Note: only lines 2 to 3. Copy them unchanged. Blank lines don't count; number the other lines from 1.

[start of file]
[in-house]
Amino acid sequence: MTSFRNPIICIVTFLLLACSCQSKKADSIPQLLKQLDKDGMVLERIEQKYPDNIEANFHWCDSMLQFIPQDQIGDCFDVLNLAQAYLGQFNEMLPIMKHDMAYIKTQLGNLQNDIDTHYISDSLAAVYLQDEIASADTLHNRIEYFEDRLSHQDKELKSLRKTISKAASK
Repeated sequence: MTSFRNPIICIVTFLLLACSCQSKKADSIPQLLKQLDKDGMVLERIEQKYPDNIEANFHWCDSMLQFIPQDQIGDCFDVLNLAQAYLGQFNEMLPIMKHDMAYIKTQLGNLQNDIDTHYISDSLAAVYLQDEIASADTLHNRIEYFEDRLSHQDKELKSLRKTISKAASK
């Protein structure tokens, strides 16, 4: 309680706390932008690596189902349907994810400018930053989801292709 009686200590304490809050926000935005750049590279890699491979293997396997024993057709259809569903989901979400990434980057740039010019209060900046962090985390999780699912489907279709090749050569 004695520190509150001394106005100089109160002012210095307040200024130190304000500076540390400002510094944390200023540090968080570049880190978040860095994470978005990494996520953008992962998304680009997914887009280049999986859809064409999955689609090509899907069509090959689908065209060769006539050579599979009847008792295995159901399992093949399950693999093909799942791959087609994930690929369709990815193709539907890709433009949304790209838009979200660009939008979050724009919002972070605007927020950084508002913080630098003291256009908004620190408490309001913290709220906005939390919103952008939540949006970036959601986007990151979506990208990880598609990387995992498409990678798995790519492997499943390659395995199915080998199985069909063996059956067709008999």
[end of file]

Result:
Amino acid sequence: MTSFRNPIICIVTFLLLACSCQSKKADSIPQLLKQLDKDGMVLERIEQKYPDNIEANFHWCDSMLQFIPQDQIGDCFDVLNLAQAYLGQFNEMLPIMKHDMAYIKTQLGNLQNDIDTHYISDSLAAVYLQDEIASADTLHNRIEYFEDRLSHQDKELKSLRKTISKAASK
Repeated sequence: MTSFRNPIICIVTFLLLACSCQSKKADSIPQLLKQLDKDGMVLERIEQKYPDNIEANFHWCDSMLQFIPQDQIGDCFDVLNLAQAYLGQFNEMLPIMKHDMAYIKTQLGNLQNDIDTHYISDSLAAVYLQDEIASADTLHNRIEYFEDRLSHQDKELKSLRKTISKAASK